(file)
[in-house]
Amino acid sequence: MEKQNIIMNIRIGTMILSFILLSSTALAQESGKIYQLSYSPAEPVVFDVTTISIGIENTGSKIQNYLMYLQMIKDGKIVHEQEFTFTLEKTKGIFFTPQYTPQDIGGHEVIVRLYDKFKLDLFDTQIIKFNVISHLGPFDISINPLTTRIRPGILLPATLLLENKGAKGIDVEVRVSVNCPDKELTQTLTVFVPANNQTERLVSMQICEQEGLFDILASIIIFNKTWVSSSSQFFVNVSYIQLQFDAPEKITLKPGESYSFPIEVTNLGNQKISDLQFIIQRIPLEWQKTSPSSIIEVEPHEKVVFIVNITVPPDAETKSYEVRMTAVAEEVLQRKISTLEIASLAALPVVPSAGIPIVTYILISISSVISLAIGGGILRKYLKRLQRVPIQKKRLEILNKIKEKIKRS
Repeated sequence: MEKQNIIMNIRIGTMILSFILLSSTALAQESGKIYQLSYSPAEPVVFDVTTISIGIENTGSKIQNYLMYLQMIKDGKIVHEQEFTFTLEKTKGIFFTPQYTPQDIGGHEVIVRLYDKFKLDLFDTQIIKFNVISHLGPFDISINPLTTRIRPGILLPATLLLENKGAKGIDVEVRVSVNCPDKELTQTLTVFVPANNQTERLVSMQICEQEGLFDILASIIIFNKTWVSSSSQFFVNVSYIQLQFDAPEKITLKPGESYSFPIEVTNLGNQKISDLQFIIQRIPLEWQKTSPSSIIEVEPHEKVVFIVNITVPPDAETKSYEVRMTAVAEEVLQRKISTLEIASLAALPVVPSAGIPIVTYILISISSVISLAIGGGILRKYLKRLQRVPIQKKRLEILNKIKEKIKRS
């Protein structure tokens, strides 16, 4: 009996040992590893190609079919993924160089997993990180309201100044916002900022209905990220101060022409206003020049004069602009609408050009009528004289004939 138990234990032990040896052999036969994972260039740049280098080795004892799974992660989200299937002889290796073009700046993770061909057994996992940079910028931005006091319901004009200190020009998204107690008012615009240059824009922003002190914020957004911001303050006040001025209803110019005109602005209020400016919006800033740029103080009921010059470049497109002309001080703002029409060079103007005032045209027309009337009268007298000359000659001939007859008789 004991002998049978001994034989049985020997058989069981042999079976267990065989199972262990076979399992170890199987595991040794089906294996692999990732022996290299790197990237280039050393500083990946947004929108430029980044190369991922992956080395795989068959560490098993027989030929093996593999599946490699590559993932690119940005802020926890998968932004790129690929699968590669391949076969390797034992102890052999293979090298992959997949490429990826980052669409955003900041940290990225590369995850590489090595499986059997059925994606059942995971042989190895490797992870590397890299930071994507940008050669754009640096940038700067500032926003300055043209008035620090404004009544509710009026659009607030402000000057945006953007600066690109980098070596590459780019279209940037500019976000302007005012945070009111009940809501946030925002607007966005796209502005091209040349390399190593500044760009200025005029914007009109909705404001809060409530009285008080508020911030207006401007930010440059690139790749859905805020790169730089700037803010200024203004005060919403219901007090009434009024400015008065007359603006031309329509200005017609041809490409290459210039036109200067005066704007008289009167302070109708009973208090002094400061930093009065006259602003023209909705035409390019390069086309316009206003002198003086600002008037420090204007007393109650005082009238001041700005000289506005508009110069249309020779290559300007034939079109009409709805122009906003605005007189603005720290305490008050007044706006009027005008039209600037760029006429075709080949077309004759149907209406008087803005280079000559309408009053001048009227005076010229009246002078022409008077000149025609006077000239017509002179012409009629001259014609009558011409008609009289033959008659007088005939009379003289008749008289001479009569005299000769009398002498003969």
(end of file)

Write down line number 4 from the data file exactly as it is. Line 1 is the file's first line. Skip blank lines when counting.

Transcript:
């Protein structure tokens, strides 16, 4: 009996040992590893190609079919993924160089997993990180309201100044916002900022209905990220101060022409206003020049004069602009609408050009009528004289004939 138990234990032990040896052999036969994972260039740049280098080795004892799974992660989200299937002889290796073009700046993770061909057994996992940079910028931005006091319901004009200190020009998204107690008012615009240059824009922003002190914020957004911001303050006040001025209803110019005109602005209020400016919006800033740029103080009921010059470049497109002309001080703002029409060079103007005032045209027309009337009268007298000359000659001939007859008789 004991002998049978001994034989049985020997058989069981042999079976267990065989199972262990076979399992170890199987595991040794089906294996692999990732022996290299790197990237280039050393500083990946947004929108430029980044190369991922992956080395795989068959560490098993027989030929093996593999599946490699590559993932690119940005802020926890998968932004790129690929699968590669391949076969390797034992102890052999293979090298992959997949490429990826980052669409955003900041940290990225590369995850590489090595499986059997059925994606059942995971042989190895490797992870590397890299930071994507940008050669754009640096940038700067500032926003300055043209008035620090404004009544509710009026659009607030402000000057945006953007600066690109980098070596590459780019279209940037500019976000302007005012945070009111009940809501946030925002607007966005796209502005091209040349390399190593500044760009200025005029914007009109909705404001809060409530009285008080508020911030207006401007930010440059690139790749859905805020790169730089700037803010200024203004005060919403219901007090009434009024400015008065007359603006031309329509200005017609041809490409290459210039036109200067005066704007008289009167302070109708009973208090002094400061930093009065006259602003023209909705035409390019390069086309316009206003002198003086600002008037420090204007007393109650005082009238001041700005000289506005508009110069249309020779290559300007034939079109009409709805122009906003605005007189603005720290305490008050007044706006009027005008039209600037760029006429075709080949077309004759149907209406008087803005280079000559309408009053001048009227005076010229009246002078022409008077000149025609006077000239017509002179012409009629001259014609009558011409008609009289033959008659007088005939009379003289008749008289001479009569005299000769009398002498003969």